about how immigration is a good
thing, right? Like these guys, they didn’t
necessarily feel that way. They didn’t necessarily feel
that way when they saw their
jobs slipping away in
manufacturing and these
factories and so on, and they felt under threat
themselves. Trump gave a voice to that and
promised them that he would
look out for them. And not only that, Trump
sounded like them. … Obama ate arugula; Trump
champions Big Macs, you know. Obama changed his accent
depending on what part of the
country he went to. So did Hillary. Trump is Trump, no matter where
he goes. He’s got the skin; he’s got the
crazy hair; he’s Trump. There was an authenticity to
him that I think they connected
with. He would drop an F-bomb. He said the p-word on the air
about Ted Cruz one time. I was in Iowa, like: “Oh, my
God. What did he just say that
rhymes with ‘wussy’?” I mean, this happened, right? And I think there’s a swath of
the American population that,
look, it’s not like they love
vulgarity, but they just loved what they
felt was his authenticity and
his willingness to throw a
punch, which they felt was on
their behalf. And I still think it’s good for
those people and for the
country overall to have them
feel heard and attended to. That night when he wins,
we’ve used this stock footage
of you and Bret on the set about a half a dozen
times in films, saying: “This
is it. The blue wall is breached. Here we go,” right? Yeah. How were you feeling? I was stunned like everybody
else. I mean, I had spoken with
Hannity earlier that day, and he couldn’t see how Trump
was going to get past the
magical number in the electoral
college. And Hannity was my best gauge,
right? He was the one who was talking
to Trump more than anybody. Yeah. What did I know? I believed Hannity. You know, I believed the
pollsters. And so I—the first moment I saw
it coming was when Chris
Wallace was on the set that
night and said, “I think we’re all coming to
the realization that Donald
Trump might be the next
president of the United
States.” And you had that moment where
you were like, you know what? He really might. He might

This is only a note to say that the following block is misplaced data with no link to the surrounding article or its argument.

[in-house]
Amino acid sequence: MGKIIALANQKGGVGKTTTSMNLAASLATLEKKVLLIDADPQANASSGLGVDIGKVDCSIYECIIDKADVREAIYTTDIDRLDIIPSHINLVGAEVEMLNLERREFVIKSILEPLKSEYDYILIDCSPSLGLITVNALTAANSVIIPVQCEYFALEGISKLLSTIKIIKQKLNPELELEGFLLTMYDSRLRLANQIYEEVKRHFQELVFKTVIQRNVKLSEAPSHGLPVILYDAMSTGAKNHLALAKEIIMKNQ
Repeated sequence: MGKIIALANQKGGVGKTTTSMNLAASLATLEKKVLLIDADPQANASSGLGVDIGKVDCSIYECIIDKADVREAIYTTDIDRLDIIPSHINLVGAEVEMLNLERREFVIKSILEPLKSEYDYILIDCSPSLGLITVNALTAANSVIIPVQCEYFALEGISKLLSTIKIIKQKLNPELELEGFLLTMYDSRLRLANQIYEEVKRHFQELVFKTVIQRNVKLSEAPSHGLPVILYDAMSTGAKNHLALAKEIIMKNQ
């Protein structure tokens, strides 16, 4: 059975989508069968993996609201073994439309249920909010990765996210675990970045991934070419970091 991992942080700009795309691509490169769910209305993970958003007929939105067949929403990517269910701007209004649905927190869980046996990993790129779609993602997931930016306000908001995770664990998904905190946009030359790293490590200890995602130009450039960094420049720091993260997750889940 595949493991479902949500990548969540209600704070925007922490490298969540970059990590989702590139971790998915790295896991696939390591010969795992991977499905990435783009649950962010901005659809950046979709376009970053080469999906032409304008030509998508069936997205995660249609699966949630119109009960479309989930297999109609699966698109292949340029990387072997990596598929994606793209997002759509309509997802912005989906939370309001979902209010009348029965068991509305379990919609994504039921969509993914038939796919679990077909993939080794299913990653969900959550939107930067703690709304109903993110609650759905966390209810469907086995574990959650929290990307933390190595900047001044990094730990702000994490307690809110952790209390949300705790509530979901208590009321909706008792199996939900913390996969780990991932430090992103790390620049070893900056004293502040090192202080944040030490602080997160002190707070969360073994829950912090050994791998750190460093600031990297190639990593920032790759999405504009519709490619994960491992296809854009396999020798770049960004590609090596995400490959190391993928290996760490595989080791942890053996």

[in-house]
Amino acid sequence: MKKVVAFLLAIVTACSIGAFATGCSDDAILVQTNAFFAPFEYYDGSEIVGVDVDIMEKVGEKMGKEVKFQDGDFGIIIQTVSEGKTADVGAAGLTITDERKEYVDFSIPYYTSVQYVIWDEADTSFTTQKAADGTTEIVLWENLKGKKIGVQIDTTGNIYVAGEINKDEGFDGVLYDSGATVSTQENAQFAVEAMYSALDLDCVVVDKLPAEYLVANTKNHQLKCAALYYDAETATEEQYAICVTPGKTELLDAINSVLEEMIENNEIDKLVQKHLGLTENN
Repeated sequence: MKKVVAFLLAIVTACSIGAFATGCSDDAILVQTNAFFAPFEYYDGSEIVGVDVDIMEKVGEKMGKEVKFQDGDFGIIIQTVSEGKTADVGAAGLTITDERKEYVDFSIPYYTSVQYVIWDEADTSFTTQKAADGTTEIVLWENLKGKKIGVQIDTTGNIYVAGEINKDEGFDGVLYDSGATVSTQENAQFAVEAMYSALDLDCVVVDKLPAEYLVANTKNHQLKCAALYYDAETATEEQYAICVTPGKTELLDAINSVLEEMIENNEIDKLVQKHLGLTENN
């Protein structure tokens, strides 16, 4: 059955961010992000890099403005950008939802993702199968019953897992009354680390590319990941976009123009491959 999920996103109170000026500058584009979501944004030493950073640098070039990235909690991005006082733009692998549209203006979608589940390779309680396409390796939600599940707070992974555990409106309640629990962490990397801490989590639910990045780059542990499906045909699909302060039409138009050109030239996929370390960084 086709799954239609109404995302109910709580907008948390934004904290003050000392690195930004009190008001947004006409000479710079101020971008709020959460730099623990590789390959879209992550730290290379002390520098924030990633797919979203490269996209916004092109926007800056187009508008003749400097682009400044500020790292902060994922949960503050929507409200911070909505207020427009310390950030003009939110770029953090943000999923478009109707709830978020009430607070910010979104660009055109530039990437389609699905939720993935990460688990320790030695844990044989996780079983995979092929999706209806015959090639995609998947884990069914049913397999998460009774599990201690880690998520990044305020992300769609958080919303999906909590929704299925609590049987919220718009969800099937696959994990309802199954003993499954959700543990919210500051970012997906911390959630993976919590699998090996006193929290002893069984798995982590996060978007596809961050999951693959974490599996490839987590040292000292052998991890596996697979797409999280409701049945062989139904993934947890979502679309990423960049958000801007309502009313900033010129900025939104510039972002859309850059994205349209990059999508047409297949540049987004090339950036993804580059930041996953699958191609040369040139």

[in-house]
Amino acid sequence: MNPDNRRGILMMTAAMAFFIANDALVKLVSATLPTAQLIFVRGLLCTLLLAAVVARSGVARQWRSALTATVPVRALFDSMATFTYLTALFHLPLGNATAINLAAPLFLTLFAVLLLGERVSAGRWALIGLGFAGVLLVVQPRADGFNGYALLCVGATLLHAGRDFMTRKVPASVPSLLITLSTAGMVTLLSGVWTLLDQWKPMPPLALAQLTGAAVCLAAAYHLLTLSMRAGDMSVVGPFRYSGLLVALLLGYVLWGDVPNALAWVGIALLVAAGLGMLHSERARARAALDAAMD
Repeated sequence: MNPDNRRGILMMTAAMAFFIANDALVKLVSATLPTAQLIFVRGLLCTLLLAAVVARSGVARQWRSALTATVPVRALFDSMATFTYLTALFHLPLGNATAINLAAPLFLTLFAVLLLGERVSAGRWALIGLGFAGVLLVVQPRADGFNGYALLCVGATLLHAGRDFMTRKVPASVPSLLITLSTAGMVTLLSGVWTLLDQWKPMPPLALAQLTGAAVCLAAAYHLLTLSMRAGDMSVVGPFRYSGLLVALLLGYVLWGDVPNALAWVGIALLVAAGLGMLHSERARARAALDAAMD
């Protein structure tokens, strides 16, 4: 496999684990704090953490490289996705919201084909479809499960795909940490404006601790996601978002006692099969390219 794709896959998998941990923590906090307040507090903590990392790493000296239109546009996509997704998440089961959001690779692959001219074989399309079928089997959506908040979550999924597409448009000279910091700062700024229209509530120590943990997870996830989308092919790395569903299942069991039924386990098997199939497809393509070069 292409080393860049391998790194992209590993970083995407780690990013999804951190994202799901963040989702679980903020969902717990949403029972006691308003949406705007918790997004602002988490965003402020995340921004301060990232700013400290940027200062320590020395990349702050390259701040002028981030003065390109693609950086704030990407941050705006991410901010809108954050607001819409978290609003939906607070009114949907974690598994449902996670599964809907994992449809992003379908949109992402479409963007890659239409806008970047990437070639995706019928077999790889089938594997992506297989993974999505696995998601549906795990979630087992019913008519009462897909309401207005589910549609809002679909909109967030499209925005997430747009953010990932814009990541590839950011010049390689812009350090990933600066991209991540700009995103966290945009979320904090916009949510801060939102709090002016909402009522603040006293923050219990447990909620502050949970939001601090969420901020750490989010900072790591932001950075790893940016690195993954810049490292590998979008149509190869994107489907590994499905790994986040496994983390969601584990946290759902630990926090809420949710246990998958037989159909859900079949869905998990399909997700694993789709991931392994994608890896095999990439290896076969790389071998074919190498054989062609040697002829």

actually do it. And for me, it was just—I mean,
it was a shocking, exciting
political story. I know that others felt
devastated or elated. I’m not a political person, and
I never have been. So for me, it was more of a
media story. Like, whoa, everyone got this
wrong. I mean, 1% of the pollsters and
the prognosticators called
this, and everyone else was
wrong, and this is a huge story. And the stakes for America,
the victory? What were you thinking the next
day and the day after that and
as you began to report the
story? I just don’t buy into this
catastrophic, like, “the nation
will never be the same,” you
know? We’ll be fine. We’ll be fine. You know, Trump is a bull in a
china shop for sure, but a lot
of that china needed to be
broken. So let’s remember who we are,
right? We’re Americans. We’ve been through a lot. We can survive any—any
president, any tumult. We’ve been through a civil war,
and we made it through OK. I just—I’m a little tired of
the vapors everyone tries to
give us over everything Trump
does. The media, it’s sickening what
they’ve done. We’re fine, right? Trump broke some things. They needed to be broken. He broke some other things that
were quite lovely. Maybe we’ll rebuild them. You know, the populace will
decide. But anybody who tells you that,
you know, it’s an existential
moment for America is full of
it. And impeachment? What’s
happening? I mean, look, impeachment,
legally, it’s sort of an
amorphous standard. It’s kind of, do you think he
deserves it or no? That’s really how they left it,
the Founders, because they
wanted there to be some wiggle
room. If they had just said high
crimes, you know, treason and
high crimes, we’d know what the
standard was. But “and misdemeanors” opens it
up, because they’re not talking
about misdemeanors like he
jaywalked, right? That opens it up to, it could
be improper conduct; it could
be abuse of power. And much like pornography,
that’s in the eye of the
beholder, as the Supreme Court
said, “I know it when I see it.” Well, so what does that mean? That means it boils down to
politics, and people are going
to see it through their own
partisan lenses. And we’re already seeing that,
right? I mean, Republicans, they’re
kind of going to their
trenches, like, “No, it’s not
impeachable. It might not have been
appropriate, or maybe it was,
but it’s not impeachable,” and the Democrats are saying,
“Oh, I’ve never seen such
unethical conduct. This is it!” As I see it, whether it’s at
the level of, you know,
impeachment or not, the
Democrats are like the boy who
cried wolf on this. You can’t spend the first three
years of the guy’s term telling
us he needs to be impeached for
this, and we have to enact—we have to
follow the emoluments clause
because of this, and we need the 25—we need the
25th Amendment because he’s a
lunatic. And you know, the entire time,
they’ve been telling us he
needs to go; he’s not fit;
we’ve got to get him out of
there. I mean, the first impeachment
push was within moments of his
inauguration. So now they’re like: “No,
really, really. It’s bad. Pay
attention.” And I think a lot of the
country is like, “What am I
supposed to be outraged about
now? OK, give me a minute, and I’ll
work on my outrage, right?” So I think it’s going to come
down to the same political
divide that we’ve been dealing
with in the country. And I wouldn’t be surprised if
the House does impeach the guy. But the trial is kind of
rigged, right? Like the jury is kind of set in
the Senate, because the
Republicans control it. And I don’t see enough
Republicans in that body
turning on a man who’s about to
face reelection anyway, and it’s going to be in the
voters’ hands anyway, doing
something that radical as
finding him guilty, if articles of impeachment come
over from the House.